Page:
I've seen a number of news reports discussing how the lockdowns and travel bans resulting from COVID-19 are hindering the ability of intelligence officers to do their jobs by preventing them from being able to conduct in-person source meets. The inability to conduct face-to-face source meets, and to make personal contact with recruitment targets to develop relationships with them, is a valid concern. I would like to suggest, however, that the economic crisis resulting from COVID-19 will also provide intelligence officers a golden opportunity to spot and recruit new agents.
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AssessmentsMar 13, 2020 | 10:00 GMT
This photo shows a rows of seats on a passenger aircraft.
As Coronavirus Takes Flight, the Airline Industry Takes Cover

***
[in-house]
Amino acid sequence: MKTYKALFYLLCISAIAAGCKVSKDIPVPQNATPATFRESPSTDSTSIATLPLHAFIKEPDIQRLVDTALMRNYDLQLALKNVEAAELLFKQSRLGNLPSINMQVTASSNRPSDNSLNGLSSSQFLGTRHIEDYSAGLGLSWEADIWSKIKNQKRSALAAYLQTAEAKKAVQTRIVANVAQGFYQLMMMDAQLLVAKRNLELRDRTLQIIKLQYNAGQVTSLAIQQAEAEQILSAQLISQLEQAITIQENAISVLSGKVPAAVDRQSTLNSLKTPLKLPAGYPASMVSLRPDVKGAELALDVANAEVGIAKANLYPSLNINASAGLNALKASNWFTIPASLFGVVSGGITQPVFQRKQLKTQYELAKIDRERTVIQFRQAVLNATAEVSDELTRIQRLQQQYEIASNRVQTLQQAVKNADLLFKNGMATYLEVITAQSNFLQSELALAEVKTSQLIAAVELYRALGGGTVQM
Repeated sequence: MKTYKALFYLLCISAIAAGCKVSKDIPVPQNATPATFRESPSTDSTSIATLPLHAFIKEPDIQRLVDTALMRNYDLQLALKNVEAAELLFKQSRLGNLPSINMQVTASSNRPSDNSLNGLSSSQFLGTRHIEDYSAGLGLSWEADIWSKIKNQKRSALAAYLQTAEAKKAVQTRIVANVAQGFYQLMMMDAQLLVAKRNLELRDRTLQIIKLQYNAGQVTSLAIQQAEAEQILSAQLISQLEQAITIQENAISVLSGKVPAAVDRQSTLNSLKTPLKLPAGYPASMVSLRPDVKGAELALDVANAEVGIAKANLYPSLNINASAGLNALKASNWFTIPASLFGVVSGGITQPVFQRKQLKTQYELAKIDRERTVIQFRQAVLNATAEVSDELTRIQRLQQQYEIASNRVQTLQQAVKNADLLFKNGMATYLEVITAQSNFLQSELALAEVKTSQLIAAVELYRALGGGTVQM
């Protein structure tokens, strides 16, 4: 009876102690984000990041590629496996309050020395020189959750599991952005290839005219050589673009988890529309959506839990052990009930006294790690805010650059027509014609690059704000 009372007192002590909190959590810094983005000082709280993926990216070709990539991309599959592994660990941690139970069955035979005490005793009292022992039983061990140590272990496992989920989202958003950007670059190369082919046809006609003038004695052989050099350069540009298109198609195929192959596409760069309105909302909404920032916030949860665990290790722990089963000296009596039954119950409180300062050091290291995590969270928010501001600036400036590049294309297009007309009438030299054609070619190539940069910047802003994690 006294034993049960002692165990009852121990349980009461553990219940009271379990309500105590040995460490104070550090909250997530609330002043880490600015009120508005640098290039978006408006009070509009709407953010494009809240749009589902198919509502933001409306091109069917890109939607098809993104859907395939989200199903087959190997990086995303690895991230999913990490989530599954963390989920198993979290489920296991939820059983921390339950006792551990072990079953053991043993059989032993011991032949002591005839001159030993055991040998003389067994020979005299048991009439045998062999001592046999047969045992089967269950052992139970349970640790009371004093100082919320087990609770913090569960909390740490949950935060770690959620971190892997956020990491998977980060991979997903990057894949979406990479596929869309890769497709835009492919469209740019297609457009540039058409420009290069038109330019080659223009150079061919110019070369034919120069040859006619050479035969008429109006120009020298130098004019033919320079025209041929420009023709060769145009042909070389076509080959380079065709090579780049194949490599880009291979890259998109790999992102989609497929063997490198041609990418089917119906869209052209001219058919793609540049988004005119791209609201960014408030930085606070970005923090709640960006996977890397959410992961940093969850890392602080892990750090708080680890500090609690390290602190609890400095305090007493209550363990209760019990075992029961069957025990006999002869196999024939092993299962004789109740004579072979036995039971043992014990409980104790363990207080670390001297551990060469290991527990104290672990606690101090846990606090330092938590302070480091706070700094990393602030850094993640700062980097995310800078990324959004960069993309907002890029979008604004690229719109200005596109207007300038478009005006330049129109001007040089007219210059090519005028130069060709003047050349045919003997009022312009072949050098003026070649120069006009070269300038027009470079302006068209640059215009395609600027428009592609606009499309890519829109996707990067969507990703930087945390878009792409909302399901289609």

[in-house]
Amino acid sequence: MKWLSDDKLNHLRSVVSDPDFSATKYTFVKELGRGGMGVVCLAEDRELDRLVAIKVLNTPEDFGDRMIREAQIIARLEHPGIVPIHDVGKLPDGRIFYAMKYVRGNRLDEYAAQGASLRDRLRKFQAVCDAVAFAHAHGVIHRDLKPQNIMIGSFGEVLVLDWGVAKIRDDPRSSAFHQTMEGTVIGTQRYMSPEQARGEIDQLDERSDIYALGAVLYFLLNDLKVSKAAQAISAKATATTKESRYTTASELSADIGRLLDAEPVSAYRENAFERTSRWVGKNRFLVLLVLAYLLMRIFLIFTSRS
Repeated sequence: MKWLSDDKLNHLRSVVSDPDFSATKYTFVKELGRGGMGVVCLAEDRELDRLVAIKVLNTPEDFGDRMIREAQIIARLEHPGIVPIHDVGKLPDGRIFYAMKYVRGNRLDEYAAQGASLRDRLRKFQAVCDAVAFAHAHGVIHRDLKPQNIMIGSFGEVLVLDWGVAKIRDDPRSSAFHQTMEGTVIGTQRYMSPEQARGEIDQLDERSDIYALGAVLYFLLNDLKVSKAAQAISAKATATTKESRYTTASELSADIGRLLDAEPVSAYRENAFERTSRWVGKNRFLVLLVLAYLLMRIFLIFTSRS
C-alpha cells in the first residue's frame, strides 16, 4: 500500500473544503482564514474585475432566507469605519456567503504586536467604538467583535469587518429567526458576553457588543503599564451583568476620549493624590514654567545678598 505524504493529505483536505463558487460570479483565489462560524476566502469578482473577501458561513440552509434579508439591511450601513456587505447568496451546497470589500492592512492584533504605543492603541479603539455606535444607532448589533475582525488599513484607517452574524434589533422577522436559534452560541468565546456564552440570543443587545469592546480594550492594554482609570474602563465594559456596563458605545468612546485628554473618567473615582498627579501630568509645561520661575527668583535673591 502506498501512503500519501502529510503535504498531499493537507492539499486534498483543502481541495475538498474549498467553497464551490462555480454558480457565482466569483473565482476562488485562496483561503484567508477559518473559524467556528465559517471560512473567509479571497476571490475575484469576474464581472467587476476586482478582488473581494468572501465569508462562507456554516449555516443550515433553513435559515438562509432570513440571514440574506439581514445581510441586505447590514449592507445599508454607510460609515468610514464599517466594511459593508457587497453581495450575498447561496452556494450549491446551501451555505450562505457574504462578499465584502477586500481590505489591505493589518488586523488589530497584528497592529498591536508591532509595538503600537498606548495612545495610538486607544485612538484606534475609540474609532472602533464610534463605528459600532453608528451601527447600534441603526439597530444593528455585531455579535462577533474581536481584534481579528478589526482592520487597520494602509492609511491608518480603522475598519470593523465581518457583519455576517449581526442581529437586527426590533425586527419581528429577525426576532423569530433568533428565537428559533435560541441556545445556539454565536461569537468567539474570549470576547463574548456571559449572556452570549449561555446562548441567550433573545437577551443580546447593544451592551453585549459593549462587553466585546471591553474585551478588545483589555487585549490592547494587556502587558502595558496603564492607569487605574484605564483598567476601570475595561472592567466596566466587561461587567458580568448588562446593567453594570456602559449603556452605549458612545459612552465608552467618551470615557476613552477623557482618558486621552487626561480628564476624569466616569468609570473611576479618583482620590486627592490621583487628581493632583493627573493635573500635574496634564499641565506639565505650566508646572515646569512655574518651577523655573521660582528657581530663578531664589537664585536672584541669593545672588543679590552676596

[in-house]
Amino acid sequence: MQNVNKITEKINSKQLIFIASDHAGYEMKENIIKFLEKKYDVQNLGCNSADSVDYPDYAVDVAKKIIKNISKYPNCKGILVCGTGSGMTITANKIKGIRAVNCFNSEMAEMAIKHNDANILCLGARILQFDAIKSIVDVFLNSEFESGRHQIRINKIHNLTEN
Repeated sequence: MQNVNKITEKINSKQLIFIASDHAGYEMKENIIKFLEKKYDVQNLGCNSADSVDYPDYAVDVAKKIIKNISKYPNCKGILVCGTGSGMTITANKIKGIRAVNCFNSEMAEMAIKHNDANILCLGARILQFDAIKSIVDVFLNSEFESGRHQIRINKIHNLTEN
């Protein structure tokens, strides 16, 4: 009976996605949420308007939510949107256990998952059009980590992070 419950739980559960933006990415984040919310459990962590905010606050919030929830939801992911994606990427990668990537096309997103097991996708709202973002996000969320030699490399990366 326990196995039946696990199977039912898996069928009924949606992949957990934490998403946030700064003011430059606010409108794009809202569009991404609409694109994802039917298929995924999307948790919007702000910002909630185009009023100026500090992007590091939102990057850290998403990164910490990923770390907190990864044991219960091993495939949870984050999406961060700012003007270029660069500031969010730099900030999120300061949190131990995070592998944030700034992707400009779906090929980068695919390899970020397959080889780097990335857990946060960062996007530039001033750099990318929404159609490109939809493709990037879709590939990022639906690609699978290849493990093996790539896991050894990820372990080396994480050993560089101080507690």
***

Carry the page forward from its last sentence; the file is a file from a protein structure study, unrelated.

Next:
The coronavirus pandemic is ravaging the airline industry, with the most highly impacted countries of China, South Korea, Italy and Iran accounting for over a quarter of global passenger revenue alone. As panicked consumers continue to cancel or suspend their travel plans for fear of getting sick, and as more governments pursue containment measures and travel bans, an increasing number of airlines will be forced to either consolidate or go out of business. In China, this will likely lead to a market that's even more dominated by the state-backed carriers. Bigger airlines in Europe, meanwhile, will merge as revenue losses deal the final blow to their smaller competitors. But while so much is still unknown about how the outbreak will unfold in the weeks ahead, what remains certain is that the airline industry is headed for even more unexpected turbulence.
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AssessmentsFeb 11, 2020 | 10:30 GMT